ICO issues provisional view to fine Clearview AI Inc over £17 million

December 1, 2021

Clearview AI Inc’s facial recognition app allows users to upload an image of an individual’s face and match it to photos of that person’s face collected from the internet. It then links to where the photos appeared. The system is reported to include a database of more than 10 billion images that Clearview AI claims to have taken or ‘scraped’ from various social media platforms and other websites.

The ICO has announced its provisional intent to impose a potential fine of just over £17 million on Clearview AI Inc, In addition, the ICO has issued a provisional notice to stop further processing of the personal data of people in the UK and to delete it following alleged serious breaches of the UK’s data protection laws.

The announcement follows a joint investigation by the ICO and the Office of the Australian Information Commissioner (OAIC), which focused on Clearview AI Inc’s use of images, data scraped from the internet and the use of biometrics for facial recognition. Customers of Clearview AI Inc can also provide an image to the company to carry out biometric searches, including facial recognition searches, on their behalf to identify relevant facial image results against its database.

The images in Clearview AI Inc’s database are likely to include the data of a substantial number of people from the UK and may have been gathered without people’s knowledge from publicly available information online, including social media platforms. The ICO also understands that the service provided by Clearview AI Inc was used on a free trial basis by a number of UK law enforcement agencies, but that this trial was discontinued and Clearview AI Inc’s services are no longer being offered in the UK.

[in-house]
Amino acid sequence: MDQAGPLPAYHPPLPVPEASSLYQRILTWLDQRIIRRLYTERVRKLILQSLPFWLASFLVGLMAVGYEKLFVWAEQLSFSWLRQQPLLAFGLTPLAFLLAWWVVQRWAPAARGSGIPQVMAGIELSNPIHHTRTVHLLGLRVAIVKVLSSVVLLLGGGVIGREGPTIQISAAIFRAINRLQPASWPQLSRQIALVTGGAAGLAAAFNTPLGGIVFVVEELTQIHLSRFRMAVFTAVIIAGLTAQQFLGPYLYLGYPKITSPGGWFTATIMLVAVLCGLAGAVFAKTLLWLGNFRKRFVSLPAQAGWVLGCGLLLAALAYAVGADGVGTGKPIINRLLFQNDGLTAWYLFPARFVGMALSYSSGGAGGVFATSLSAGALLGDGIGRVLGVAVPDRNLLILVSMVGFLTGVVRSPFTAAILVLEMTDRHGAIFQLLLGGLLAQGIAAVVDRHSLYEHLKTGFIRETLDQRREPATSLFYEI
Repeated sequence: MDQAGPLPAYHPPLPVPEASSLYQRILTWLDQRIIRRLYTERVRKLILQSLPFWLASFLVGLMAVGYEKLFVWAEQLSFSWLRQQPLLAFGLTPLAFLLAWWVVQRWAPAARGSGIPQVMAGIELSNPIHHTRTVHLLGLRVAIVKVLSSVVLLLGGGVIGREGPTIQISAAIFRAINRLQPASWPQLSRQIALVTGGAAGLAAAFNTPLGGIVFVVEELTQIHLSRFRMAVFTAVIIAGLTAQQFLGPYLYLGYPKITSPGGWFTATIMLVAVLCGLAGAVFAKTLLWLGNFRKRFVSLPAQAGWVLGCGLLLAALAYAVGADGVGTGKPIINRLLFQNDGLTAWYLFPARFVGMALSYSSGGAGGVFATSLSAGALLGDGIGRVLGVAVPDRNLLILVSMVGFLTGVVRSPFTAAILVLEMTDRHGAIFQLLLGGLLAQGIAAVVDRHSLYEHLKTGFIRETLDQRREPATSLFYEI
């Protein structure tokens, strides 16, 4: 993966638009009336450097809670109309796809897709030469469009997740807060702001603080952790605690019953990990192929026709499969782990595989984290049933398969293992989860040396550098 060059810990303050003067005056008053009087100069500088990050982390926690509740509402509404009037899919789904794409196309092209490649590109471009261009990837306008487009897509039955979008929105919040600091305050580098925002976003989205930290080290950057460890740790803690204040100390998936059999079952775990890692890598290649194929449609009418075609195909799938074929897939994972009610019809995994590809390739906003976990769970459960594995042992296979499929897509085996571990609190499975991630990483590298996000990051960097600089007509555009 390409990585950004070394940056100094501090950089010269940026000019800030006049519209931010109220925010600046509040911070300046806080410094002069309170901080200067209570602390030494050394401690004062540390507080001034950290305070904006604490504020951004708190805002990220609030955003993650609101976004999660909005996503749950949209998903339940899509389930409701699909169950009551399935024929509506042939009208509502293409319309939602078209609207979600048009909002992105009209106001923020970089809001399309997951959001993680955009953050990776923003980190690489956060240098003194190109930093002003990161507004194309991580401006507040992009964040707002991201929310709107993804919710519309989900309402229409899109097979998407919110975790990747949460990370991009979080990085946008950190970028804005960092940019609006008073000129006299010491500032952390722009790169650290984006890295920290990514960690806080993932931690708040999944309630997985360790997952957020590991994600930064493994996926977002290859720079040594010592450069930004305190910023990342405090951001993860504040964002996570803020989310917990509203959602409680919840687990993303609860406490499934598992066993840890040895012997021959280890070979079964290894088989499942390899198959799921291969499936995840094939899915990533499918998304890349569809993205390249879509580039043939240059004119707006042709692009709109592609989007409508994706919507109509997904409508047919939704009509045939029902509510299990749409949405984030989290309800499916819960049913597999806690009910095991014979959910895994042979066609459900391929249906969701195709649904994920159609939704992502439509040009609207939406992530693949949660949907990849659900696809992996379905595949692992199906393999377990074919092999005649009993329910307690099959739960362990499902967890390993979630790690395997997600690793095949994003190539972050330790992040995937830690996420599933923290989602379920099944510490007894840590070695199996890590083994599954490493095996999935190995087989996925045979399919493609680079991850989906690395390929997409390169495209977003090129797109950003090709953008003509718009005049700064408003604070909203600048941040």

The ICO’s preliminary view is that Clearview AI Inc appears to have failed to comply with UK data protection laws in several ways including by:

  • failing to process the information of people in the UK in a way they are likely to expect or that is fair;
  • failing to have a process in place to stop the data being retained indefinitely;
  • failing to have a lawful reason for collecting the information;
  • failing to meet the higher data protection standards required for biometric data (classed as ‘special category data’ under the GDPR and UK GDPR);
  • failing to inform people in the UK about what is happening to their data; and
  • asking for additional personal information, including photos, which may have acted as a disincentive to individuals who wish to object to their data being processed.

Clearview AI Inc may now make representations about the alleged breaches of data protection legislation.  These will be considered before the ICO makes its final decision. As a result, the proposed fine and preliminary enforcement notice may be subject to change or the ICO may take no further formal action. The ICO expects to make a final decision by mid-2022.

The ICO’s announcement follows the recent conclusion of the OAIC’s investigation that found Clearview AI Inc in breach of Australian privacy laws.